Boeing's $17bn USAir Force lease hangs in the balance

The survival of the US Air Force's $17 billion lease/purchase deal for 100 Boeing tankers is in doubt due to accusations of unethical conduct.

US deputy secretary of defense Paul Wolfowitz ordered the USAF to freeze the programme five days after President George Bush signed the authorisation bill. The signing coincided with revelations of misconduct in Boeing's boardroom, the subsequent firings of two executives, and the resignation of former Boeing chief executive Philip Condit.

The delay has undermined support for the programme in Congress as opponents called for fresh scrutiny next year. The Department of Defense's open-ended review may also complicate a decision on the UK's Future Strategic Tanker Aircraft competition between the Boeing 767 and Airbus A330. The Pentagon is probing whether an air force official supplied Boeing with proprietary pricing data on the Airbus tanker bid, leaving the UK contest open to charges of unfairness. UK Ministry of Defence sources insist, however, that a decision is planned before 18 December.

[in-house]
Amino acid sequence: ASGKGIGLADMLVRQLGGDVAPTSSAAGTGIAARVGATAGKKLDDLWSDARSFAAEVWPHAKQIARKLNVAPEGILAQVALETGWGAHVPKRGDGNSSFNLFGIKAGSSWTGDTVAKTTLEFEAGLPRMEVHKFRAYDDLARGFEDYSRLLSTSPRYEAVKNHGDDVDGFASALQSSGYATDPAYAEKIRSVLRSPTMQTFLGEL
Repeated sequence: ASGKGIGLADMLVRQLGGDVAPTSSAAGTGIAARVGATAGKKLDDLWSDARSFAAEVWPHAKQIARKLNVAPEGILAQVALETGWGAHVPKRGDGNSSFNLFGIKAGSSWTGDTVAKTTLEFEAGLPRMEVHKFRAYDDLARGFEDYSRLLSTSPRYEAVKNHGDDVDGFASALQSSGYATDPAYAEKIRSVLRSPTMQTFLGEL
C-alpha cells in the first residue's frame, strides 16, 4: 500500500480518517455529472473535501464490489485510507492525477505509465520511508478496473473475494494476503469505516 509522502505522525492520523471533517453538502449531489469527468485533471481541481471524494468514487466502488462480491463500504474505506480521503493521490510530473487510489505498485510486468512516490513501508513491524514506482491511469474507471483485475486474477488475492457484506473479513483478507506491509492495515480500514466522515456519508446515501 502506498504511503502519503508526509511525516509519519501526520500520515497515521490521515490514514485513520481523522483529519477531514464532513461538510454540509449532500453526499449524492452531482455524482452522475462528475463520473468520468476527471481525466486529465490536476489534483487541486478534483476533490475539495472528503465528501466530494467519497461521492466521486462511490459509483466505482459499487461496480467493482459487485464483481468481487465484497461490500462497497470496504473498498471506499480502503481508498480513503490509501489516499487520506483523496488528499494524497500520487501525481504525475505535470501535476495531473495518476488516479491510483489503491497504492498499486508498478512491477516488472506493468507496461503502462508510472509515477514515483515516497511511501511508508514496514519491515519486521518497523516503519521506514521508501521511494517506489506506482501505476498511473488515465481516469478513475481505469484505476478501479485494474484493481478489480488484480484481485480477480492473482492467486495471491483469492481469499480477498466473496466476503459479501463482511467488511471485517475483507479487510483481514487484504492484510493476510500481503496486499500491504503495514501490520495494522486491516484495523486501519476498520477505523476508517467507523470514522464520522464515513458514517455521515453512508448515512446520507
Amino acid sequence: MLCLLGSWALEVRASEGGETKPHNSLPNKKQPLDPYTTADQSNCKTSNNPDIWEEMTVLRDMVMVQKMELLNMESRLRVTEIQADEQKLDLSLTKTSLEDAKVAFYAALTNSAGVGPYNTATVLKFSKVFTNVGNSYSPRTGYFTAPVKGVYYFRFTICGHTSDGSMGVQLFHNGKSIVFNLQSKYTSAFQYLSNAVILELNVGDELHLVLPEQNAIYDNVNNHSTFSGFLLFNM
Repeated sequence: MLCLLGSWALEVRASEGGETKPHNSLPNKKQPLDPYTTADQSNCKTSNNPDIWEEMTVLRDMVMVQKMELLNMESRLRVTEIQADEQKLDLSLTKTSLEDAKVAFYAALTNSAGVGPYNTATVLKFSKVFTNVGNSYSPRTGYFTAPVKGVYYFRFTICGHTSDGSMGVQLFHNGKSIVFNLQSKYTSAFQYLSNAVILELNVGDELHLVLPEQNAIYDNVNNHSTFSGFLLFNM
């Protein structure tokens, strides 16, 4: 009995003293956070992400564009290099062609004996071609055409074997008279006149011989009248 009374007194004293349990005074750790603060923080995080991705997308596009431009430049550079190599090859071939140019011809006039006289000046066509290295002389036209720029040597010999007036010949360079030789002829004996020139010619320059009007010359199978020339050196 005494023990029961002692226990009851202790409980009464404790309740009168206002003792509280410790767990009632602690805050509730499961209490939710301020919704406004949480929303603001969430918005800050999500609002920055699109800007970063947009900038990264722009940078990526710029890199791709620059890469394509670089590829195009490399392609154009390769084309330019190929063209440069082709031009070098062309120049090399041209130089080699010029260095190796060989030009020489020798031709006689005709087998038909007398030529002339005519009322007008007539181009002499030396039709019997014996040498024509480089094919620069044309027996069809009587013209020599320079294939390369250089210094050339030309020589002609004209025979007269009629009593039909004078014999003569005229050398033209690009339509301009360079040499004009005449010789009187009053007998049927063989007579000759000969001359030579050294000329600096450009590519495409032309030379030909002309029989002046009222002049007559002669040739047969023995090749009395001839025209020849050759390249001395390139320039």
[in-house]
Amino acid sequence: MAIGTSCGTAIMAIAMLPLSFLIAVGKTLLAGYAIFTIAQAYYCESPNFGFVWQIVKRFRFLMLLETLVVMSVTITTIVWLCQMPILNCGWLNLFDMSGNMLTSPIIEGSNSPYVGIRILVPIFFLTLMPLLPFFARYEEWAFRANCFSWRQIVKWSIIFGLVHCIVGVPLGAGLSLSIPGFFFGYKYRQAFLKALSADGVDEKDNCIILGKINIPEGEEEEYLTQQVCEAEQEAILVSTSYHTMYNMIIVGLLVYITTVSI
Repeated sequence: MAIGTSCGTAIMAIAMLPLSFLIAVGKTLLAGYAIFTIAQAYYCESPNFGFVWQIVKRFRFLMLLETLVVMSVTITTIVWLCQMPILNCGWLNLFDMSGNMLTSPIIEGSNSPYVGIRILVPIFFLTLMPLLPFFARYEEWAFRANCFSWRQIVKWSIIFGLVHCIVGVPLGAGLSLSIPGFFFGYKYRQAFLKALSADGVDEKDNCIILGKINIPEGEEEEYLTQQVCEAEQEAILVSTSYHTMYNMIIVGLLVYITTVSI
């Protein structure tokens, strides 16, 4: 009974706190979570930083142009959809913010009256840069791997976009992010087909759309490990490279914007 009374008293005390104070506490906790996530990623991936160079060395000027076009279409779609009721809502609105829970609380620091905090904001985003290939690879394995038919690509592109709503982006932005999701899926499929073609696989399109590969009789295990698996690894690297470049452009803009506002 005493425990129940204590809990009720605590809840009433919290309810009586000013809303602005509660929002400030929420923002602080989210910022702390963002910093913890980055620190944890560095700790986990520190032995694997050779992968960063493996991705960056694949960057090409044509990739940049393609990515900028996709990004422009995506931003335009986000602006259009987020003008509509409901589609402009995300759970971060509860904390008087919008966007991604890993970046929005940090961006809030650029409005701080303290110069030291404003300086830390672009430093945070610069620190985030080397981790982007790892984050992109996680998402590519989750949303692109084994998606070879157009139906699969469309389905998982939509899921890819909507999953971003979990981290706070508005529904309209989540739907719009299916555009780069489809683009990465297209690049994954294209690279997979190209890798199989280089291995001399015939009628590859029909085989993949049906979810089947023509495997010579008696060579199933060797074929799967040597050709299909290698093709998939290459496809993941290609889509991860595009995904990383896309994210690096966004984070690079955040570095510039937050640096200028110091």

Wolfowitz wants to find out if the 767 deal was influenced by the hiring of air force acquisition official Darleen Druyun by Boeing chief financial officer Michael Sears. Both were dismissed in November.

The timing of the delay and the nature of Wolfowitz's review has raised alarms in industry and government circles, where it had been almost unanimously believed that a compromise lease/buy proposal had secured the deal's future. A senior legislative staffer says it is conceivable "this deal could be scrubbed if Druyun unethically influenced the decision to such a degree that the air force believes this is a deal that they can't stand by".

JSA Research market analyst Paul Nisbet disagrees the deal is in jeopardy. "It's 90% through. It's what [the air force] wanted. I don't think that will change because of a rogue government employee that decided to do things considered unethical."

Source: Flight International